Media and cultural representations of functional diversity tend to answer to this “thesis of personal tragedy,” to the idea that these people’s lives are necessarily and essentially painful and therefore “not worth living”. In my previous post, I reviewed the movie “Me Before You” as a good example of this as negative as usual representation. One of the pillars of this quasi-eugenic paradigm is to present these lives as having no joy, as a sterile land where neither desire nor pleasure can flourish. Documentaries like Yes, we fuck! show the fallacy of this cultural construction, showing stories of functional diverse people who enjoy a rich and pleasurable sexuality.
But we need more dissident representations, which not only break the taboo, but also that bring out how ridiculous is thinking that people with functional diversity are asexual, beyond the temptations of the flesh. Therefore, knowing that the film “Living and other fictions” (Jo Sol, director of Fake Orgasm), co-starring Antonio Centeno (an activist with functional diversity and the co-director of Yes, we fuck!), will be presented at the San Sebastian Festival, is excellent news. This film, made in extreme precariousness and enthusiastic conditions, dares to address controversial issues such as sexual assistance or internalization of people diagnosed with mental illness. For now, only the trailer is available which already promises sex, pills and flamenco.
“Living and other fictions” aims to jeopardize the ideas of body, mental and functional normality, through the subversion of their usual codes of representation. It’s more than a movie; it’s a collaborative project that during its growing process has been giving pellets of humour and reflection. In its latest video, “Anomalías Recalcitrantes” you can see these people that flee from the hegemonic body patterns and are proud before the camera, defiant against the social norm that tells them that their bodies should be ashamed and hidden. Their sharpen looks become ironic while speeches defending the existence of “normal” people (and therefore valuable and respectable ones) and “not normal” are projected. And this leaves us with the uneasy feeling of not knowing in which group we’re in nor, what is even more disturbing, in which we want to be.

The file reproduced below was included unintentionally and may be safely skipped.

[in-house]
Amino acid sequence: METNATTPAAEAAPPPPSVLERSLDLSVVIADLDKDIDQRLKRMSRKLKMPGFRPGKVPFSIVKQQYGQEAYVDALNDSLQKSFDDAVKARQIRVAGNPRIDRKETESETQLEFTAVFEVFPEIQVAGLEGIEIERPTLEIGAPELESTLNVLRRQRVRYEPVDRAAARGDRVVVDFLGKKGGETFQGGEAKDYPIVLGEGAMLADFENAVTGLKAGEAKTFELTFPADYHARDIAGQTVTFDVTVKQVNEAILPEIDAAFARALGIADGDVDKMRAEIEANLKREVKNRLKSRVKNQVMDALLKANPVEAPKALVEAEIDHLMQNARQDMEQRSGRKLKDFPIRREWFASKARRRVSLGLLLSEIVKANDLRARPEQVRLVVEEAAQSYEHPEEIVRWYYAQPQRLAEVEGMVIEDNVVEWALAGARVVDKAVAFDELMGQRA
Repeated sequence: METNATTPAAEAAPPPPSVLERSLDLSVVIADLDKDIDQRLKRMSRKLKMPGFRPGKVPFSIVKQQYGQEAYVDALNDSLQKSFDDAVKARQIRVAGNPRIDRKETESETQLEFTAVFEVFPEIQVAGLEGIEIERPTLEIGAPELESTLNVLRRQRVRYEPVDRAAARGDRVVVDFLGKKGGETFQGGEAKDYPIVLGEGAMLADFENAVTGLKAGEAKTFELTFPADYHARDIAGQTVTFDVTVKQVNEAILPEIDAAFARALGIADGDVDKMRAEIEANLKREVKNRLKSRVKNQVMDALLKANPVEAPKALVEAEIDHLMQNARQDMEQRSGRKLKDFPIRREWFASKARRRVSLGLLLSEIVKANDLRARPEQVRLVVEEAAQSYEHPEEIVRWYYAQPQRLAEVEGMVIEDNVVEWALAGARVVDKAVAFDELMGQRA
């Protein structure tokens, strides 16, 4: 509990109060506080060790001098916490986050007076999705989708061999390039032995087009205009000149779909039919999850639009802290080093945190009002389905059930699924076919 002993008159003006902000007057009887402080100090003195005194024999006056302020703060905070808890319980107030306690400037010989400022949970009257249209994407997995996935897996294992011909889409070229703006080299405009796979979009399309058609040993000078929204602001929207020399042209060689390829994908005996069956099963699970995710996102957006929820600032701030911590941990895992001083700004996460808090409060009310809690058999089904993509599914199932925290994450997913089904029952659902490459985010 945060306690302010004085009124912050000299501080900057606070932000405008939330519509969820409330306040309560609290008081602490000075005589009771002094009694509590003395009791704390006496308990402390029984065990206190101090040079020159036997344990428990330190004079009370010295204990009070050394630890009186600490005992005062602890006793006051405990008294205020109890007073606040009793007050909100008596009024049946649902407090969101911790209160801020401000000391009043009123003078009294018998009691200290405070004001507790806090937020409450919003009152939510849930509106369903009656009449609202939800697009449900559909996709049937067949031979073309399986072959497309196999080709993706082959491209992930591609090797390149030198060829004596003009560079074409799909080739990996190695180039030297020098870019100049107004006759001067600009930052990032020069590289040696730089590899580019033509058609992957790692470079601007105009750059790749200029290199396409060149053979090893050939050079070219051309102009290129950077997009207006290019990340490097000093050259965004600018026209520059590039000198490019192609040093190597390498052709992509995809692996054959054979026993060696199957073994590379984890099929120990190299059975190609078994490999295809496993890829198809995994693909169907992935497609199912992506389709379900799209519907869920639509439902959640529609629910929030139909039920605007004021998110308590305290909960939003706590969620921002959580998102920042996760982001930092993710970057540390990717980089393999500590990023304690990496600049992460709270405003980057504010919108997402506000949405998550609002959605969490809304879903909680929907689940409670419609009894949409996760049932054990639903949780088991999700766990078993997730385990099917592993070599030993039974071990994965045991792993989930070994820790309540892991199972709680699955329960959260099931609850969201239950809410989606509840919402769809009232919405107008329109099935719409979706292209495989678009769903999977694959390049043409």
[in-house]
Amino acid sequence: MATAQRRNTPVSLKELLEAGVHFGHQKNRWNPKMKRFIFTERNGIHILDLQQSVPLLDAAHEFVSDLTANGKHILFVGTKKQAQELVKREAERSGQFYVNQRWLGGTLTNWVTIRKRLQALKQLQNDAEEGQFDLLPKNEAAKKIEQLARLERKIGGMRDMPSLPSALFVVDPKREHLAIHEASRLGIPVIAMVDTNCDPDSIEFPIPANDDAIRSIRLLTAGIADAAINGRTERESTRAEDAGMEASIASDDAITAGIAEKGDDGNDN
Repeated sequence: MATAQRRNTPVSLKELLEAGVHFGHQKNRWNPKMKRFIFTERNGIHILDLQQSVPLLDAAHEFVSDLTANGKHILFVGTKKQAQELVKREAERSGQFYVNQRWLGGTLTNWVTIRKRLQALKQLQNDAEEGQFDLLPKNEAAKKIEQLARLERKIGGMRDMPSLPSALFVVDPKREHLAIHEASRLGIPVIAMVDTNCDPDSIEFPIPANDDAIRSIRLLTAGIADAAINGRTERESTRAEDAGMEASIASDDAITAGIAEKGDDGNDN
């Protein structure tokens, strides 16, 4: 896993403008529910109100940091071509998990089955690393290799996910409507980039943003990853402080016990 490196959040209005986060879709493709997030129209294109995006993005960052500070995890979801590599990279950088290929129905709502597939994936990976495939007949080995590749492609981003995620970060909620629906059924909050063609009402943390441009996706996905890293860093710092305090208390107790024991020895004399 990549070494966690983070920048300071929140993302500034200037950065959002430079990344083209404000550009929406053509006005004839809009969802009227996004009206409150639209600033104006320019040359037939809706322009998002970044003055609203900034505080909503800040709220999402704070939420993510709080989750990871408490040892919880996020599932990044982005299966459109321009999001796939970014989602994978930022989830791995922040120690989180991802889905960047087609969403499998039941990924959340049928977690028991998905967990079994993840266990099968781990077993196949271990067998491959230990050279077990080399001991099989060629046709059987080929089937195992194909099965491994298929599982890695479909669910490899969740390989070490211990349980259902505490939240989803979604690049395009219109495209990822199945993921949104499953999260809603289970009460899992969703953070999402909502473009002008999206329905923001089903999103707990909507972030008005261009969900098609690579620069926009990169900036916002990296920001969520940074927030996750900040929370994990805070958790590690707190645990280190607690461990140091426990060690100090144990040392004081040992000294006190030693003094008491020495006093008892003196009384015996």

Humour has been one of the self-promotion strategies of “Living and other fictions” through campaigns such as “Yo me masturbo”, which also had the brilliant idea of disseminating through a false story that claimed that Barcelona’s council would provide sexual assistance to its diverse population. Just imagine both the excitement and the general amazement of believing that hand jobs would be part of the public budget!
In the same sense of using parody as a destabilizing tool of this ableist common sense, they also created the “Crip Pride” campaign – photomontages in which people with functional diversity appeared on the covers of famous magazines. Regarding sexuality, the cover of Playboy starring Oriol Roqueta (an activist with cerebral palsy), was undoubtedly the most celebrated. Just picture a magazine which is the best example of the objectification of the (female) body and patriarchal practices, promoting a “crippled” person looking at the camera and proclaiming “Crip is sexy!”.
“Living and other fictions” uses fiction to destabilize reality, humour to question common sense and beauty to run goosebumps on your skin. This project teaches us that other lives are possible, and desirable, and that laughter, desire and pleasure bloom even in the most inhospitable piece of land.
This post was originally written in Spanish. Click here for the original text.